I live in Khujand (Leninabad) in summer, it’s nice to live here! The sea, the mountains and Shahristan are not far away, you can go somewhere for a weekend! The nature is great there! But life is more difficult in winter, they give gas and electricity by the hour and have to do it in time. Many people put stoves in their homes, even those who live in apartments, and almost everyone has sandals. It is not that cold yet, but everyone is getting ready for winter!
People are peaceful and hospitable in spite of the difficulties! * * * * * * * * * * * * * * We have romantic candlelit dinners every winter! : -D
I wouldn’t give birth there… It would be better to give birth in Russia.
I was born and grew up in Dushanbe until 25 years old, I still consider Tajikistan my home, I am very grateful to Tajiks for everything that they gave us-the attitude toward the elderly, bread, etc. The Tajiks are hard-working people and I think that things will get better over time. I wish them only the best.
Thank you, Parvina! I am from Leninabad (Chkalovsk). I studied at the Pedagogical Institute in Leninabad and I know this city very well. I saw the new photographs, it seems to me that it has become even more beautiful. (Y) I remember our mountains, the bazaar and the museum near which our famous mulberry tree still grows. *I remember our beautiful Syr-Darya River and the park at Chum-Chuk-Aral.
Cotton fields and a starry sky. You can see such a * starry sky when it seems that you can reach a star with your hand only in Tajikistan (lo) (K) (F)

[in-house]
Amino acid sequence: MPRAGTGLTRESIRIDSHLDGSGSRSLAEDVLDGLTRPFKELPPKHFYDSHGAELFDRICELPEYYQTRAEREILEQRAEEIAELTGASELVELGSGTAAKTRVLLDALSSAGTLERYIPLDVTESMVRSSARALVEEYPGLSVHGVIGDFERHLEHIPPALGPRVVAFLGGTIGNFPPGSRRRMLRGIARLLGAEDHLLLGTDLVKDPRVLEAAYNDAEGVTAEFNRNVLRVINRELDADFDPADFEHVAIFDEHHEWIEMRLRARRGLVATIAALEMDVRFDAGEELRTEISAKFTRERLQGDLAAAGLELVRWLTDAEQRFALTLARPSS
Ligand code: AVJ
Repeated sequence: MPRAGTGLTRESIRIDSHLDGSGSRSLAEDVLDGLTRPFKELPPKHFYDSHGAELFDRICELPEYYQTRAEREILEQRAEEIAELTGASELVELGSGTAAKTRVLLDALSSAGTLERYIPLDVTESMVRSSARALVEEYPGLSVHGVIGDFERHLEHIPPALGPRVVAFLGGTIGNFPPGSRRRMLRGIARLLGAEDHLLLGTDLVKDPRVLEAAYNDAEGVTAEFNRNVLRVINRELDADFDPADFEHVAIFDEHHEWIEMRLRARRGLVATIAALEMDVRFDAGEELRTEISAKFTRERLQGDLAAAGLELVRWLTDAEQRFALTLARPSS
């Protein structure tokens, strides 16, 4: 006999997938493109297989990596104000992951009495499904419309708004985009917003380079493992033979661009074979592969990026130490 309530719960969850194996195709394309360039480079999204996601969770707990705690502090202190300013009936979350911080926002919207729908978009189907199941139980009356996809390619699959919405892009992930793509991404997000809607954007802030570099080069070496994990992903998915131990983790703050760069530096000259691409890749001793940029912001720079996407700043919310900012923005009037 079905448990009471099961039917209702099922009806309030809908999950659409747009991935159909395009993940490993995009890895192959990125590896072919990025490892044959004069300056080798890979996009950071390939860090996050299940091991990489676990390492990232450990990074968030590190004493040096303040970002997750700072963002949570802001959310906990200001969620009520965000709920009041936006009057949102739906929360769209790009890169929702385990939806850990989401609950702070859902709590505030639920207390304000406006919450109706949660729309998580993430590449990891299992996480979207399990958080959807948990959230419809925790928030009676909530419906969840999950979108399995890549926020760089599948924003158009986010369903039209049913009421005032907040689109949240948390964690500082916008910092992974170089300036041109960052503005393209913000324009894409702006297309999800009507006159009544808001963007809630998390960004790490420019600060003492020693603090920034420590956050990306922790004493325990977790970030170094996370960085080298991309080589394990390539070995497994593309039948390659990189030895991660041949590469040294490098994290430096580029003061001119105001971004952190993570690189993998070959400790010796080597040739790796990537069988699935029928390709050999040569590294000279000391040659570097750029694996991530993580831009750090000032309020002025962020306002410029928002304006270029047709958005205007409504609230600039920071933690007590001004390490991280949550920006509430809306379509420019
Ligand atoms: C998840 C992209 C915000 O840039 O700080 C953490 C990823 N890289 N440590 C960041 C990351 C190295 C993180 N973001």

Darina, hello. I can’t answer all your questions, because I do not live in Dushanbe now, but I was born there and lived there till I was 25, with a break in studies. The hottest months are the end of May, June, July. Apart from the heat, these months can have periods of dust storms (Afghans-dusty winds bring a lot of fine dust from Afghanistan, the dust stays in the air for several days and usually ends up in rain). Dushanbe is located in a mountain valley at an altitude of 800 m above sea level. The heat there is different (differently tolerated) due to the dry climate, i.e. 28 degrees is cool. In August, the nights are already cool and the days are not so hot. We left Tajikistan in ’90. I do not know anything about the state of medicine. Good luck to you.
Our country (we are close by) has the hottest weather from the end of July to the end of August. There is even a special name for this time, chillia. And those who are not used to it are hot even now. Our weather forecasts say +30 this week. My mother-in-law from Ukraine was already exhausted at the beginning of May and went home.